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Monday, May 24, 2010

The Beginning of The Alaska Highway

Location: Fort St. John, British Columbia
Population: 17,402

By looking at a map, once can recognize that British Columbia is a big province. By flying over it, you may see that much of it is uninhabited and remains raw wilderness. But you don't really get these things until you're driving through the countryside and humans feel like the minority - colonized here and there but dwarfed by the mountains and forests surrounding them. You don't really comprehend how big "big" is until you keep driving and driving and all you see are millions of trees stretching in every direction, mile after mile.

This morning, less than five miles outside of Prince George (and after visiting the hockey rink since I don't think I'll be coming back to see a game played here anytime soon) we saw our first moose of the trip. It was a brief glimpse of a female alongside the road who quickly disappeared into the woods, but it whet the appetite for more sightings and we were hopeful based on all the watch for moose signs we passed. She was the only one we saw today, but I'm sure we'll see more.

One of our first stops today was at a nature park where the mosquitos were too numerous and the trails were too muddy for us to feel much like hiking, but I did spot this butterfly. I've seen these commas (Polygonia spp.) in the field guide and was looking forward to the day I got to see one, since I'm intrigued by the feathered edges of their wings! Beautiful insects:


It didn't take long for us to find another black bear, either. We stopped to watch an adult bear up on the hillside, and before long one cub emerged from the nearby trees. Then came a second cub, and a third! The cubs looked very small - I wonder how old they are? Probably 2-3 months old already, but still so tiny! They were certainly full of energy, running back and forth across the clearing, and were full of energy as they kept wrestling each other down the slope. Very cute:


Our lunch stop was at Bijoux Falls where I got a close enough look at this squirrel to identify it as a red squirrel, a species I haven't seen before:


We also got close looks at a flock of Steller's jays. These are one of my favorite northwest birds, and though we see them often near my parents house in Portland I haven't ever photographed them before. The ones we see in Oregon don't usually have that white eyebrow, which was cool to see:


In general we saw fewer birds today - by far less variety and less abundance. The one highlight was when we pulled over on a wide shoulder to switch drivers and heard an unfamiliar call. It took a bit to locate the bird, get good looks, and agree on the identification, but it ended up being my first life bird of the trip - a singing male Tennesee warbler (year bird #175, North American life bird #321)! Does anyone else find it odd that I had to go to British Columbia to see a Tennessee warbler?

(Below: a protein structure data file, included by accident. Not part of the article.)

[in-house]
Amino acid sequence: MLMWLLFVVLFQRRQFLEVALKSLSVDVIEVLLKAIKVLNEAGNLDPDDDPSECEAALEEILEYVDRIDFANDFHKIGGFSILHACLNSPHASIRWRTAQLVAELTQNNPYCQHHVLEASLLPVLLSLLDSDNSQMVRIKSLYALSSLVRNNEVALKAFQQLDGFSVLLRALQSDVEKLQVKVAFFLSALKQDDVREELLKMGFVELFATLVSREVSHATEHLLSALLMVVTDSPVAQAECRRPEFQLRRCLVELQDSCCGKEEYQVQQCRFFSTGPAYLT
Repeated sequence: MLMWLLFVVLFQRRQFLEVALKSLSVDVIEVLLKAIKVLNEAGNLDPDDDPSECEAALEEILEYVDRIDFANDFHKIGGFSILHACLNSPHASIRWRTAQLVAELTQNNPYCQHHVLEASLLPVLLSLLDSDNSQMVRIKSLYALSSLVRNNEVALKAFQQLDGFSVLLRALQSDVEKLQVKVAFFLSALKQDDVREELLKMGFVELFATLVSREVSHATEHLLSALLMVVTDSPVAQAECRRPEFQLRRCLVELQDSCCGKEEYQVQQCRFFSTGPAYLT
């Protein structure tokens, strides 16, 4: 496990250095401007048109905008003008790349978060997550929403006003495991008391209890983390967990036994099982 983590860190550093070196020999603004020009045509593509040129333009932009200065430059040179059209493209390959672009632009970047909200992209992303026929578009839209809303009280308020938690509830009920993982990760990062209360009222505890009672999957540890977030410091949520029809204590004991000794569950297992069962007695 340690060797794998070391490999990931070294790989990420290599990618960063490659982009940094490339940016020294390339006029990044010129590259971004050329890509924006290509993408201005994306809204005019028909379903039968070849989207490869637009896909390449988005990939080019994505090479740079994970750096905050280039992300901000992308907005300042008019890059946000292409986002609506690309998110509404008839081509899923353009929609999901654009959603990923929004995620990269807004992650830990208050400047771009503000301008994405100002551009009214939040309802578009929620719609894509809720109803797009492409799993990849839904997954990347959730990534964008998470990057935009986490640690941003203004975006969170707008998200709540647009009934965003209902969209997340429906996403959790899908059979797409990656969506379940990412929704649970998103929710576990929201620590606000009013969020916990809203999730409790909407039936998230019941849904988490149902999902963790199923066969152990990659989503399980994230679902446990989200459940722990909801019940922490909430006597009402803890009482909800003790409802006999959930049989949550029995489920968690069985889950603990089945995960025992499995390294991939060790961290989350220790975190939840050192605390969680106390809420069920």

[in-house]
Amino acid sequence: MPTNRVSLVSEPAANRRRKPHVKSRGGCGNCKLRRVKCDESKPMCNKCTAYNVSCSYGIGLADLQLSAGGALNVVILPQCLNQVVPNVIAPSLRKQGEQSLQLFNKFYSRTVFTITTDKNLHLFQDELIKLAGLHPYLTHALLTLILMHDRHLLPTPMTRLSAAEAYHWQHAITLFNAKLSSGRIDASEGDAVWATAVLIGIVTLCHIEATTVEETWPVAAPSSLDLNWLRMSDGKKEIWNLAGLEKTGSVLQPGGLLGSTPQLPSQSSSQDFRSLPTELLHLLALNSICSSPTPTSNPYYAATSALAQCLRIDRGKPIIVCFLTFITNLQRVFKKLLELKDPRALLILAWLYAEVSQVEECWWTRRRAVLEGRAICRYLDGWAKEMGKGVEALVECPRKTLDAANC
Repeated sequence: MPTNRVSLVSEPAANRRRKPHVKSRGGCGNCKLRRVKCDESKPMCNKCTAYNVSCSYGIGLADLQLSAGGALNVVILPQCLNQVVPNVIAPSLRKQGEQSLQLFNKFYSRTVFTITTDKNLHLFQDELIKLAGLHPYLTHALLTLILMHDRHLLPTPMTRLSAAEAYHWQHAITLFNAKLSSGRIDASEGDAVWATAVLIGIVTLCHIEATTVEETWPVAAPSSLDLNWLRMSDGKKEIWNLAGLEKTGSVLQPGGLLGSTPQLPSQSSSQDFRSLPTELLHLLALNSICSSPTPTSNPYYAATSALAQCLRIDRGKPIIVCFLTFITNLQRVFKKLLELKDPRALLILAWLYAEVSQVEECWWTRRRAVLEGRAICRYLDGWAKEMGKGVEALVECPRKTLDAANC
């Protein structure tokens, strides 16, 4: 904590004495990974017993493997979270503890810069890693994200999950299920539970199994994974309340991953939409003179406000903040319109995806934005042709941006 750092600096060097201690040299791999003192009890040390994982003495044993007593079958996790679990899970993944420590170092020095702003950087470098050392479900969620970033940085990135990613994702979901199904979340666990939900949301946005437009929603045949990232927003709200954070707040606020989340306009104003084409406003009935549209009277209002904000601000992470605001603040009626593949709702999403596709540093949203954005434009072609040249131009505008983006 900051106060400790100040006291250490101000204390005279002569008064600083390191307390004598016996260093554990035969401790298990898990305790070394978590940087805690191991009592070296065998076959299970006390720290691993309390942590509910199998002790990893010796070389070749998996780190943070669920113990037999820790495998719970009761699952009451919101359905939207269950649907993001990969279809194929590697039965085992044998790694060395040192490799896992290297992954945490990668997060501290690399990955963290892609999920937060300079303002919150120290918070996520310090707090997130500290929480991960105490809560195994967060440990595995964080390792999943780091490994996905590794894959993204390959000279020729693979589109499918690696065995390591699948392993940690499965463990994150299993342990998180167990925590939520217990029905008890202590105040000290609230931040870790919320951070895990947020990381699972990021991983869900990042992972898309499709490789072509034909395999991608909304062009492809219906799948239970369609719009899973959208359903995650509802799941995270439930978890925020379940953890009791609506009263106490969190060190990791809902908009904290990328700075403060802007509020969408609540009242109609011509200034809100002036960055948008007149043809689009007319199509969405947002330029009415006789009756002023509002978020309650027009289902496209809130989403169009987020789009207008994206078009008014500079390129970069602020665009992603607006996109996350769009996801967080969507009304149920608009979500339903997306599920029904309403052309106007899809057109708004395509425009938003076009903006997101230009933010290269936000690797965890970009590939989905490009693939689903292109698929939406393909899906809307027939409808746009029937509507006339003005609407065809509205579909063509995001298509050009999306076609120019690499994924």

The terrain again changed a lot today from flat farmlands to rolling hills blanketed in aspen trees to rocky mountains covered in spruce forests. Here's a picture of some of the highest mountains we saw today, still capped in snow, with Highway 97 winding its way between them:


It's pretty amazing to me that we've been driving all this way and didn't even reach the Alaska Highway proper until today! But we passed the Mile 0 marker in Dawson Creek and covered about 50 miles or so until reaching our destination city Fort St. John. Along the way we got to detour onto a small portion of the original Alaskan Highway, which was amazingly built in just over eight months in 1942. It took thousands of people to complete the road, which was intended as a supply route for use during World War II. In the years since the highway has been rebuilt, and while it follows closely to the original route it is a bit shorter since they straightened it out considerable. At the old portion we drove today, we got to see the only original bridge that is still in use - the Kiskatinaw wooden bridge at Milepost 20:

2 comments:

Costea Andrea Mihai said...

hello!! wonderful captures!! you have an excellent job!!I envy you :)) succes!!

Keith said...

WOW! Love all the pics. Keep 'em coming :)